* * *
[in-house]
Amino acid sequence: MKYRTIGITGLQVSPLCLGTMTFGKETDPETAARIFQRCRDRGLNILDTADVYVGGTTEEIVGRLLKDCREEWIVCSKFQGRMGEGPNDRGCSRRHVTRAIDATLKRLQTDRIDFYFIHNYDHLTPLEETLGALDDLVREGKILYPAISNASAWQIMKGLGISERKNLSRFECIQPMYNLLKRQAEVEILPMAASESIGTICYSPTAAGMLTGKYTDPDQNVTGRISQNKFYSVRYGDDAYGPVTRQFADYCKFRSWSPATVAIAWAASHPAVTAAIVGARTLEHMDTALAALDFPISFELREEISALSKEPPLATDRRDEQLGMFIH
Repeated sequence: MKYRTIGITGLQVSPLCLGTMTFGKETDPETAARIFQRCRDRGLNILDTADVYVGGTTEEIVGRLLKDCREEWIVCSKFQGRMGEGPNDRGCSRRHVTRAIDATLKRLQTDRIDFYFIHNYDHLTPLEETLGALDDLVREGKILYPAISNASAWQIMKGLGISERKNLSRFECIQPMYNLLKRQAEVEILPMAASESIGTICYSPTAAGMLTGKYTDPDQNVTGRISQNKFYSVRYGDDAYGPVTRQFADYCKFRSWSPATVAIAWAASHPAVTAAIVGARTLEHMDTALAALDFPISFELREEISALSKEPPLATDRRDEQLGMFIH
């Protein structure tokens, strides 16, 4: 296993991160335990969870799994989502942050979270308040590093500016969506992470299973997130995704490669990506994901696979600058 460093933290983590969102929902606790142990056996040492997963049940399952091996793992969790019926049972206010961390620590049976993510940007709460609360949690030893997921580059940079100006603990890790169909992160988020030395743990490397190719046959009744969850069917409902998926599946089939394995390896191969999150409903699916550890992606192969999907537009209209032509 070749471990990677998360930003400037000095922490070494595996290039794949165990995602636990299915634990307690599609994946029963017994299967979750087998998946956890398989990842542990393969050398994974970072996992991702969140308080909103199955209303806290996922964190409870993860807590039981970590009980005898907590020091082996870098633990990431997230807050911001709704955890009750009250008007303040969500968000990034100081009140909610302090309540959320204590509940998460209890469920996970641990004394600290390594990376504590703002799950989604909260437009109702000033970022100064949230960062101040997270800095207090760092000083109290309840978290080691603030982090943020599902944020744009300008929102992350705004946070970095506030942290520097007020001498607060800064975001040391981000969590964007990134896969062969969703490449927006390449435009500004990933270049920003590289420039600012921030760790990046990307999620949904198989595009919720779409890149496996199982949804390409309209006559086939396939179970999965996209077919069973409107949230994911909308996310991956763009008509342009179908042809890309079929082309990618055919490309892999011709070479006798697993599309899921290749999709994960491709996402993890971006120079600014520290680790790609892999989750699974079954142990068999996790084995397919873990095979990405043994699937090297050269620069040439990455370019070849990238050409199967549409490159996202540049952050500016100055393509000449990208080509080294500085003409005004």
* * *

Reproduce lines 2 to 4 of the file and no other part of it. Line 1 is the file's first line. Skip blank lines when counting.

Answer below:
Amino acid sequence: MKYRTIGITGLQVSPLCLGTMTFGKETDPETAARIFQRCRDRGLNILDTADVYVGGTTEEIVGRLLKDCREEWIVCSKFQGRMGEGPNDRGCSRRHVTRAIDATLKRLQTDRIDFYFIHNYDHLTPLEETLGALDDLVREGKILYPAISNASAWQIMKGLGISERKNLSRFECIQPMYNLLKRQAEVEILPMAASESIGTICYSPTAAGMLTGKYTDPDQNVTGRISQNKFYSVRYGDDAYGPVTRQFADYCKFRSWSPATVAIAWAASHPAVTAAIVGARTLEHMDTALAALDFPISFELREEISALSKEPPLATDRRDEQLGMFIH
Repeated sequence: MKYRTIGITGLQVSPLCLGTMTFGKETDPETAARIFQRCRDRGLNILDTADVYVGGTTEEIVGRLLKDCREEWIVCSKFQGRMGEGPNDRGCSRRHVTRAIDATLKRLQTDRIDFYFIHNYDHLTPLEETLGALDDLVREGKILYPAISNASAWQIMKGLGISERKNLSRFECIQPMYNLLKRQAEVEILPMAASESIGTICYSPTAAGMLTGKYTDPDQNVTGRISQNKFYSVRYGDDAYGPVTRQFADYCKFRSWSPATVAIAWAASHPAVTAAIVGARTLEHMDTALAALDFPISFELREEISALSKEPPLATDRRDEQLGMFIH
């Protein structure tokens, strides 16, 4: 296993991160335990969870799994989502942050979270308040590093500016969506992470299973997130995704490669990506994901696979600058 460093933290983590969102929902606790142990056996040492997963049940399952091996793992969790019926049972206010961390620590049976993510940007709460609360949690030893997921580059940079100006603990890790169909992160988020030395743990490397190719046959009744969850069917409902998926599946089939394995390896191969999150409903699916550890992606192969999907537009209209032509 070749471990990677998360930003400037000095922490070494595996290039794949165990995602636990299915634990307690599609994946029963017994299967979750087998998946956890398989990842542990393969050398994974970072996992991702969140308080909103199955209303806290996922964190409870993860807590039981970590009980005898907590020091082996870098633990990431997230807050911001709704955890009750009250008007303040969500968000990034100081009140909610302090309540959320204590509940998460209890469920996970641990004394600290390594990376504590703002799950989604909260437009109702000033970022100064949230960062101040997270800095207090760092000083109290309840978290080691603030982090943020599902944020744009300008929102992350705004946070970095506030942290520097007020001498607060800064975001040391981000969590964007990134896969062969969703490449927006390449435009500004990933270049920003590289420039600012921030760790990046990307999620949904198989595009919720779409890149496996199982949804390409309209006559086939396939179970999965996209077919069973409107949230994911909308996310991956763009008509342009179908042809890309079929082309990618055919490309892999011709070479006798697993599309899921290749999709994960491709996402993890971006120079600014520290680790790609892999989750699974079954142990068999996790084995397919873990095979990405043994699937090297050269620069040439990455370019070849990238050409199967549409490159996202540049952050500016100055393509000449990208080509080294500085003409005004």